Saturday, June 12, 2010

Ouray – The Facebook Connect LaTeX editor Chat Room.

I have two main personal projects running right now: Sneffel and Ouray (both named after places in Colorado.) The latter started as my 24-hour attempt at making a better “virtual learning environment” than Blackboard, Moodle, or other software I've seen educational institutions use. Inspired by Twitter and Yammer, I thought a micro-blogging format would do the job, and I put together a quick system that used Facebook Connect to allow a single-click sign on.

Of course, this was all before Open Graph and the other changes to Facebook's API. So naturally, when I went back into the code this week to make some changes, I had to see what was up. All I wanted to do was ask for facebook user's email address (I had not done so when they first signed up) so that I could send them notifications for the Ouray courses they've signed up for. Easy, right? Just set the “perms” field in the FBML, like so:

<fb:login-button perms="email" v="2" size="medium">Connect</fb:login-button>

Well, this is where the trouble starts. First, I was using the old PHP API library, and I wanted to ensure I was using the latest code. Second, as a result, I needed to look up documentation for the new API, and it was a bit fragmented.

The first thing I realized is that I needed to use a new authentication cookie, and to get this cookie, I needed to ensure I was using the latest javascript API. So I replaced the old facebook <script> tags and added the new:

<script src=""></script>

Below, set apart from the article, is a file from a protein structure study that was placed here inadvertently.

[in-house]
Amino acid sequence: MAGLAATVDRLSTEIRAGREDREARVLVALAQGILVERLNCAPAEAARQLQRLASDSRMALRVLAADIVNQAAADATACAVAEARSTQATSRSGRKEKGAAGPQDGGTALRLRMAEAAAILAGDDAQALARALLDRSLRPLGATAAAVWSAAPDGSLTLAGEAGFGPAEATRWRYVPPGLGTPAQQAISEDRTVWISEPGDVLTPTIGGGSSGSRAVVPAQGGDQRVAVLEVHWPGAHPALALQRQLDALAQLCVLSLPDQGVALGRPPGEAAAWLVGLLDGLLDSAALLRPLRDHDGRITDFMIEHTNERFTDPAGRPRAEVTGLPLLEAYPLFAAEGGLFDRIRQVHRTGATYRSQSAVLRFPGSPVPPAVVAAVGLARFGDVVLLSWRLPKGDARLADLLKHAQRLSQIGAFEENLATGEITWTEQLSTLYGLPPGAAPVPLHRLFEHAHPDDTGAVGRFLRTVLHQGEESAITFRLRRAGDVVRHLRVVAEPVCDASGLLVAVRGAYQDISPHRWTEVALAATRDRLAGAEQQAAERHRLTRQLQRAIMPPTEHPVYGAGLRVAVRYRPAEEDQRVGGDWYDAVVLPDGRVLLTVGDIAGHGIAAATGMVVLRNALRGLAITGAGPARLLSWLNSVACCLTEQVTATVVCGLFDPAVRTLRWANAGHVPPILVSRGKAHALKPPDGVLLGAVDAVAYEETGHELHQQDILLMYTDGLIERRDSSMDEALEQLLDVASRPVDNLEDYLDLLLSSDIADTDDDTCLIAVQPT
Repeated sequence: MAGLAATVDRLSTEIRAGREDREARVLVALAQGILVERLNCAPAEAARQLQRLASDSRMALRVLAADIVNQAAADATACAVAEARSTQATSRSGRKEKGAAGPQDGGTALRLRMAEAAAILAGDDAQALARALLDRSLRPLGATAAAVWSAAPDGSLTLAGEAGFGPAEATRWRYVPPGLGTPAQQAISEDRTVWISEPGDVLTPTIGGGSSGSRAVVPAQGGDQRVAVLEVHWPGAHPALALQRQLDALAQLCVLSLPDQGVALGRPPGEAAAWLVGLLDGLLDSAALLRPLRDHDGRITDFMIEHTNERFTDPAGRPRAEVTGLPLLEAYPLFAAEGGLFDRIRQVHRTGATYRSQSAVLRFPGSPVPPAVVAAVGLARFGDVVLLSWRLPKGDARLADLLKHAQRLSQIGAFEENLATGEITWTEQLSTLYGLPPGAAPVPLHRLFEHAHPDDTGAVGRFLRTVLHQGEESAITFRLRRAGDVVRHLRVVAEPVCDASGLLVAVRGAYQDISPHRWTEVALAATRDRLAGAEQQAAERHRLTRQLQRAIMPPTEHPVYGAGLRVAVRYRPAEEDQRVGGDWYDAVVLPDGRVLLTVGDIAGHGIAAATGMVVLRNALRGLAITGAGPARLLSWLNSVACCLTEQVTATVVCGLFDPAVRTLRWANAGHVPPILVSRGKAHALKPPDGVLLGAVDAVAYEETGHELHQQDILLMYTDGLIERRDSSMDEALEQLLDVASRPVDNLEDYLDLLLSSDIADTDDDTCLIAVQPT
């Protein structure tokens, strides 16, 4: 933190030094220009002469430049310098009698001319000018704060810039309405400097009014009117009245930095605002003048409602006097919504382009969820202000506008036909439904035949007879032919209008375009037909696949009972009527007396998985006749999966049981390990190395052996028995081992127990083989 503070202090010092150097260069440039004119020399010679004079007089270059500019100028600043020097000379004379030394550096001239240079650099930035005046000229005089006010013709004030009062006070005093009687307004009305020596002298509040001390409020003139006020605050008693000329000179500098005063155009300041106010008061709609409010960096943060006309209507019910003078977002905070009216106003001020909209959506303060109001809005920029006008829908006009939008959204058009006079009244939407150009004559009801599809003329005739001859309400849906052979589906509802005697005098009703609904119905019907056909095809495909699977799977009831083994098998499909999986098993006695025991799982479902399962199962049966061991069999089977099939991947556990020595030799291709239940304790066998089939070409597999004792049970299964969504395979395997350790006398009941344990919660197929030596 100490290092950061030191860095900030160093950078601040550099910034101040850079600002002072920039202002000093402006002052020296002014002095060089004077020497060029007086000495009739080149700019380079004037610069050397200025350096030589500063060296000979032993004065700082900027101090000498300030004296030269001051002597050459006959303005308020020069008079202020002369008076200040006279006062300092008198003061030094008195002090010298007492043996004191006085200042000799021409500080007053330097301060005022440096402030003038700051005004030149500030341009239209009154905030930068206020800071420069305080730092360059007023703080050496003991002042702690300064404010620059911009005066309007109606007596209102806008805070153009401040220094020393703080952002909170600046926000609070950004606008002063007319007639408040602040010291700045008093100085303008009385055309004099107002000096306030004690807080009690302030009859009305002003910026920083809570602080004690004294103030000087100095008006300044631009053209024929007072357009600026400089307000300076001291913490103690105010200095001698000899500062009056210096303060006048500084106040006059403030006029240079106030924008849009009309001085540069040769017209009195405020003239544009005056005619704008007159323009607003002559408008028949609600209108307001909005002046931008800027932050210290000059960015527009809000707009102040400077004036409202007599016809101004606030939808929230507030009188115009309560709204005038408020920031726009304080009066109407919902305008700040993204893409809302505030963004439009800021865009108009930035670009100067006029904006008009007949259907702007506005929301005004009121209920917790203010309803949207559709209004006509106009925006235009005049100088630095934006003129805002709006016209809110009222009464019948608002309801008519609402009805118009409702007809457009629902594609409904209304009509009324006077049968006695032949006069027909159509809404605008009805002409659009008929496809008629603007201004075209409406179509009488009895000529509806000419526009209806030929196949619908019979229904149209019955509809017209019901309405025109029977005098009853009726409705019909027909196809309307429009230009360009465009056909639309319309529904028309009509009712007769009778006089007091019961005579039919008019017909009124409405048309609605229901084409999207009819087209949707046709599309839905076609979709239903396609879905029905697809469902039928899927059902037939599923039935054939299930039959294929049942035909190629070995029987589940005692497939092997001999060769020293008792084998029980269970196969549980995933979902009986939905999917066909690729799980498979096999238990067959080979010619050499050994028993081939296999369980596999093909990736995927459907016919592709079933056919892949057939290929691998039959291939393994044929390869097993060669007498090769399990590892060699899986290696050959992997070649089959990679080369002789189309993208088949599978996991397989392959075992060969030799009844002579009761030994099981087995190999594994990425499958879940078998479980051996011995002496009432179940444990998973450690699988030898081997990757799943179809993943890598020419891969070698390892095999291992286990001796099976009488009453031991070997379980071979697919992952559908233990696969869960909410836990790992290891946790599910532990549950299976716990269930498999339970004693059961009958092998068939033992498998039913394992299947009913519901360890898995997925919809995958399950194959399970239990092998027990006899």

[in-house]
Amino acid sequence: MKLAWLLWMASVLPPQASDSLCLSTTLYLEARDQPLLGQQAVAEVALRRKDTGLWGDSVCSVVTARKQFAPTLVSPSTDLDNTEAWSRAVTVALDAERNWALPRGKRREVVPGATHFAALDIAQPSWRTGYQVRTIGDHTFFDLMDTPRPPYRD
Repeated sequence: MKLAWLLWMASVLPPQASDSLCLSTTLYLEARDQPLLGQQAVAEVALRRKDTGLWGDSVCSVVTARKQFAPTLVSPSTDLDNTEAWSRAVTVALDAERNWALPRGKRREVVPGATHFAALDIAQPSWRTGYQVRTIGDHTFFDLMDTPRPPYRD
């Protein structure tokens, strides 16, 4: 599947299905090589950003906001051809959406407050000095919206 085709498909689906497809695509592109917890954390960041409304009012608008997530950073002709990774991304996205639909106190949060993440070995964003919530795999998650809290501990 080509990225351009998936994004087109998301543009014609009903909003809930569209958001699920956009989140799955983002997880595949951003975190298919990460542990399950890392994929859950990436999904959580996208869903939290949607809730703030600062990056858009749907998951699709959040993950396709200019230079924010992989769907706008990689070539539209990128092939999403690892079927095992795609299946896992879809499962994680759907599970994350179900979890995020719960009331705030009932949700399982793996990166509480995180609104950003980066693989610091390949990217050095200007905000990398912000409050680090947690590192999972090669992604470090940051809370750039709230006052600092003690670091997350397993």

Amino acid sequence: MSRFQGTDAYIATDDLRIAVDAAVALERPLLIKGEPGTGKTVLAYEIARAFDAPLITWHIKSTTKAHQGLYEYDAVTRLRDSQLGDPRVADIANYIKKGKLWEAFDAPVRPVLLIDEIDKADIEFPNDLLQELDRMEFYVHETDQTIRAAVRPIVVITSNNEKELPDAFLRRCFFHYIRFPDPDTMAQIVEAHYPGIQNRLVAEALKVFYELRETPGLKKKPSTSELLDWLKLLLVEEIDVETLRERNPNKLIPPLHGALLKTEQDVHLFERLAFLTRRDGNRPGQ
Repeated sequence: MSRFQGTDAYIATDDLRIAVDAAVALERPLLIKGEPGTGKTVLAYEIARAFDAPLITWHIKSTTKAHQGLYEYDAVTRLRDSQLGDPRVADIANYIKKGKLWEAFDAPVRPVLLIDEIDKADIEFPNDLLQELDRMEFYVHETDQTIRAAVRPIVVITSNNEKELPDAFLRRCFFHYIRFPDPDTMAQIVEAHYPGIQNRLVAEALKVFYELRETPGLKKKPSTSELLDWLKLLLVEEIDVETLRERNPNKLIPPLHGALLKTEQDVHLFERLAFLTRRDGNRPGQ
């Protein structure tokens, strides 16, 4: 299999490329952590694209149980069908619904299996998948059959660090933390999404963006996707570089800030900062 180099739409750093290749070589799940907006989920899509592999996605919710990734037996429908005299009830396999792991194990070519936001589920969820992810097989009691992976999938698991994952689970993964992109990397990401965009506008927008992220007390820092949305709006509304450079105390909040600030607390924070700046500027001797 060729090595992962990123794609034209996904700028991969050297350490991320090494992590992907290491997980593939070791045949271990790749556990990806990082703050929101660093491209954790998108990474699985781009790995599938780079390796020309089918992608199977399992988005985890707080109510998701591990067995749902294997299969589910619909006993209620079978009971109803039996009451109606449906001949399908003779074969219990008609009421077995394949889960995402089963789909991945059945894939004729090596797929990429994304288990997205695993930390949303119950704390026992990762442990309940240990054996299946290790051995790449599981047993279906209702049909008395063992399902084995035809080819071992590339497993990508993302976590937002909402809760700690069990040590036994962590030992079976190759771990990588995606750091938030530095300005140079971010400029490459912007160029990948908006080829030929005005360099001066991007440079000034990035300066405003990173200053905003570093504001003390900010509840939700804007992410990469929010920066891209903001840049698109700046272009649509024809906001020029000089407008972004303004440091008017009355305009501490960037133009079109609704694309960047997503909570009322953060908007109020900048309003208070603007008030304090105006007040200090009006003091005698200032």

FB.init({appId: 'MYAPPID', status: true, cookie: true, xfbml: true});
FB.Event.subscribe('auth.sessionChange', function(response) {
if (response.session) {
} else {
}); </script>

At the bottom of my pages as instructed. Now the FB.Event code is key to getting your app to respond to logins. It tells javascript to listen for a facebook event and act upon it with the function passed to it. I found two different events used for logins, “auth.login” and "auth.sessionChange", for seemingly no reason. Now the uses of each seem pretty clear from the names, but it would be nice to see the different responses; e.g., can I use sessionChange to detect a login? Yes I can. Did I find that out from Facebook? No I didn't. (see for a list of FB events.)

The next step came in trying to access this new Facebook Cookie. Facebook's provides the PHP function

function get_facebook_cookie($app_id, $application_secret)
$args = array();
parse_str(trim($_COOKIE['fbs_' . $app_id], '\\"'), $args);
ksort($args); $payload = '';
foreach ($args as $key => $value)
if ($key != 'sig')
$payload .= $key . '=' . $value;
if (md5($payload . $application_secret) != $args['sig'])
return null;
return $args;

Which worked quite well, assuming the first part was done right. From here you could grab the cookie data in an array (say $cookie = get_facebook_cookie...) and get going. The key bit about this cookie is that it carries an “access token” which you needed to pass to the Graph API in order to get the data you requested in the fbLogin perms field. Now the examples you see at would have you think the key is “oauth_access_token”. But the example at the bottom of says its “access_token”. I was unfortunate enough to not immediately notice the difference, and was left wondering why my cookie didn't have the “oauth_access_token”. After an hour or so of fighting, I finally realized my var_dump contained an “access_token” and was able to catch the problem. Thus I was finally able to use code like:

$user = json_decode(file_get_contents( '' . $cookie['access_token']));

To get my facebook data. Just one final tip – in case anyone else is trying the same thing – don't use file_get_contents. Use curl. Like this:
$ch = curl_init('' . $cookie['access_token']);
curl_setopt($ch, CURLOPT_RETURNTRANSFER, 1);
$fbResponse = curl_exec($ch);
$userDetails = json_decode($fbResponse);

I was also able to finish the LaTeX editor for Ouray (even transparent png outputs!) Thanks to ImageMagick and a great tutorial from Essentially, I just wrote a PHP class to do the batch scripting.


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